Re: Vote tallying...

Discussion in 'Python' started by Stefan Behnel, Jan 18, 2013.

  1. Andrew Robinson, 18.01.2013 00:59:
    > I have a problem which may fit in a mysql database


    Everything fits in a MySQL database - not a reason to use it, though. Py2.5
    and later ship with sqlite3 and if you go for an external database, why use
    MySQL if you can have PostgreSQL for the same price?


    > but which I only have
    > python as an alternate tool to solve... so I'd like to hear some opinions...
    >
    > I'm building a experimental content management program on a standard Linux
    > Web server.
    > And I'm needing to keep track of archived votes and their voters -- for years.
    >
    > Periodically, a python program could be given a batch of new votes removed
    > from the database, and some associated comments, which are no longer
    > real-time necessary; and then a python script needs to take that batch of
    > votes, and apply them to an appropriate archive file. It's important to
    > note that it won't just be appending new votes, it will be sorting through
    > a list of 10's of thousands of votes, and changing a *few* of them, and
    > appending the rest.
    >
    > XML may not be the ideal solution, but I am easily able to see how it might
    > work. I imagine a file like the following might be inefficient, but
    > capable of solving the problem:
    >
    > <?xml version="1.0"?>
    > <data>
    >
    > <identify>
    > <contentid>12345A3</contentid>
    > <authorid>FF734B5D</authorid>
    > <permissions>7FBED</permissions>
    > <chapter>The woodstock games</chapter>
    > </identify>
    >
    > <comments>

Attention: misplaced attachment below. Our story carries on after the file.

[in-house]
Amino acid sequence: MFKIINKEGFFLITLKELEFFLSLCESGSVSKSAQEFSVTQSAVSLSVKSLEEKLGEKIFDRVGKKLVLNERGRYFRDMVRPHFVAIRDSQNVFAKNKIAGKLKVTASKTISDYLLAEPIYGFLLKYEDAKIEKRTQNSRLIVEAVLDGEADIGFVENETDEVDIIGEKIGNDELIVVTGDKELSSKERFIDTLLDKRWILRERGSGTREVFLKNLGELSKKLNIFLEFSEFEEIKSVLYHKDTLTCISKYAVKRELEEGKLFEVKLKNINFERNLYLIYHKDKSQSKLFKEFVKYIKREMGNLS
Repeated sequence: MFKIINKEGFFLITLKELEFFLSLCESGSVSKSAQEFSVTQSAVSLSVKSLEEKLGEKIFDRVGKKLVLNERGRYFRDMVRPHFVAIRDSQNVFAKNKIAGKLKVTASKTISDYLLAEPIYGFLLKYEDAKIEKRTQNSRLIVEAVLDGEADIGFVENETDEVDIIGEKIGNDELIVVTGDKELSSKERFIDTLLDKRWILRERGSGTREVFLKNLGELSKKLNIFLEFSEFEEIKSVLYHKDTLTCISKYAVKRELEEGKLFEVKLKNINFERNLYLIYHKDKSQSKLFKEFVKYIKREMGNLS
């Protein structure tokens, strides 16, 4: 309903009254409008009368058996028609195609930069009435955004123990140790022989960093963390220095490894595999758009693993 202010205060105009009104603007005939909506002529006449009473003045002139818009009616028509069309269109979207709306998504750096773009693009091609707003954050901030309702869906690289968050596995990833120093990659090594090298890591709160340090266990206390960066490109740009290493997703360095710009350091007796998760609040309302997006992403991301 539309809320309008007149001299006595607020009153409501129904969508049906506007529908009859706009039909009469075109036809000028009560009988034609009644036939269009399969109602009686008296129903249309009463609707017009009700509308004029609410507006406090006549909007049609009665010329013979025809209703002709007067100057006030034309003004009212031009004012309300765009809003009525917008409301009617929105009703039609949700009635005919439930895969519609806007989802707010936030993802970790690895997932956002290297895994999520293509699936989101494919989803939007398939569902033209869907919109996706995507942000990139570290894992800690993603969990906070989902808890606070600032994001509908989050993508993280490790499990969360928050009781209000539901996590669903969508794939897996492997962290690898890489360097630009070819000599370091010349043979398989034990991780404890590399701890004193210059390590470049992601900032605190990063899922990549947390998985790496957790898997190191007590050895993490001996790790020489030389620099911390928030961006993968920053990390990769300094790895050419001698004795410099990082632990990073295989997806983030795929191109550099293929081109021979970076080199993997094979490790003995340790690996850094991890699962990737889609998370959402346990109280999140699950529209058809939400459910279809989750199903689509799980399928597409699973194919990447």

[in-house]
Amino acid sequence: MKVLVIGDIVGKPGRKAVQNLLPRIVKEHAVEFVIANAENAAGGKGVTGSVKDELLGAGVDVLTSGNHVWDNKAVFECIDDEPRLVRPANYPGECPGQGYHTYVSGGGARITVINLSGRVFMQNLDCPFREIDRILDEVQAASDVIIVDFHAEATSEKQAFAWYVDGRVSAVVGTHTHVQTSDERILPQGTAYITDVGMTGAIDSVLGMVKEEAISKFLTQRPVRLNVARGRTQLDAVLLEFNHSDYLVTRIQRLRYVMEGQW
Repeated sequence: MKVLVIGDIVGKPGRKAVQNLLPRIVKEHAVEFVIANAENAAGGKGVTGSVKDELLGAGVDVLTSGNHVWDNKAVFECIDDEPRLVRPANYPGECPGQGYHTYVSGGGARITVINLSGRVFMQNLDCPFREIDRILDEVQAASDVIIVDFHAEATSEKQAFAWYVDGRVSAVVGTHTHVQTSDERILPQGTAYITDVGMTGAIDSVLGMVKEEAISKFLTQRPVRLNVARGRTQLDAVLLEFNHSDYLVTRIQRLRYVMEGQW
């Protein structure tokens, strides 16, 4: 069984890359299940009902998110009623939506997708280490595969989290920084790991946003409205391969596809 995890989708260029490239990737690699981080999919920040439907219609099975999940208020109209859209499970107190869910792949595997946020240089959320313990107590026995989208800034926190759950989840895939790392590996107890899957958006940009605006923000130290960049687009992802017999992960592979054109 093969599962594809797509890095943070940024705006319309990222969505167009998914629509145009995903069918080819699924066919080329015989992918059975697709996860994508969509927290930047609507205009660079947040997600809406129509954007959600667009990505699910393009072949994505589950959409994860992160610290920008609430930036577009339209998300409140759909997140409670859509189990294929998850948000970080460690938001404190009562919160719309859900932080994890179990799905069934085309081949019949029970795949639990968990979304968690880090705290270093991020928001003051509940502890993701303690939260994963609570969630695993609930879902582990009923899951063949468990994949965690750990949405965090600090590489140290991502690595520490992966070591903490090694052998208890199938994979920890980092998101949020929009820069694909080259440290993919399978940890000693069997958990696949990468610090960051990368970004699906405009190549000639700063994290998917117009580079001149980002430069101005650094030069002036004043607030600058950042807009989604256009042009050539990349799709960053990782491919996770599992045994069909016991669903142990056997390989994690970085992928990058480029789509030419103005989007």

> <comment id="FF53524" date="2013.01.12">I think you're on drugs,
    > man.!</comment>
    > <comment id="unregistered" date="2013.01.12">It would have been
    > better if they didn't wake up in the morning.</comment>
    > </comments>
    >
    > <votes>
    > <v id="FF3424">10</v>
    > <v id="F713A4">1</v>
    > <v id="12312234">3</v>
    > </votes>
    > </data>
    >
    > The questions I have are, is using XML for vote recording going to be slow
    > compared to other stock solutions that Python may have to offer? The voter
    > ID's are unique, 32 bits long, and the votes are only from 1 to 10. (4
    > bits.). I'm free to use any import that comes with python 2.5. so if
    > there's something better than XML, I'm interested.
    >
    > And secondly, how likely is this to still work once the vote count reaches
    > 10 million?
    > Is an XML file with millions of entries something someone has already tried
    > succesfully?


    Sure. However, XML files are a rather static thing and meant to be
    processed from start to end on each run. That adds up if the changes are
    small and local while the file is ever growing. You seem to propose one
    file per article, which might work. That's unlikely to become too huge to
    process, and Python's cElementTree is a very fast XML processor.

    However, your problem sounds a lot like you could map it to one of the dbm
    databases that Python ships. They work like dicts, just on disk.

    IIUC, you want to keep track of comments and their associated votes, maybe
    also keep a top-N list of the highest voted comments. So, keep each comment
    and its votes in a dbm record, referenced by the comment's ID (which, I
    assume, you keep a list of in the article that it comments on). You can use
    pickle (see the shelve module) or JSON or whatever you like for storing
    that record. Then, on each votes update, look up the comment, change its
    votes and store it back. If you keep a top-N list for an article, update it
    at the same time. Consider storing it either as part of the article or in
    another record referenced by the article, depending of how you normally
    access it. You can also store the votes independent of the comment (i.e. in
    a separate record for each comment), in case you don't normally care about
    the votes but read the comments frequently. It's just a matter of adding an
    indirection for things that you use less frequently and/or that you use in
    more than one place (not in your case, where comments and votes are unique
    to an article).

    You see, lots of options, even just using the stdlib...

    Stefan
    Stefan Behnel, Jan 18, 2013
    #1
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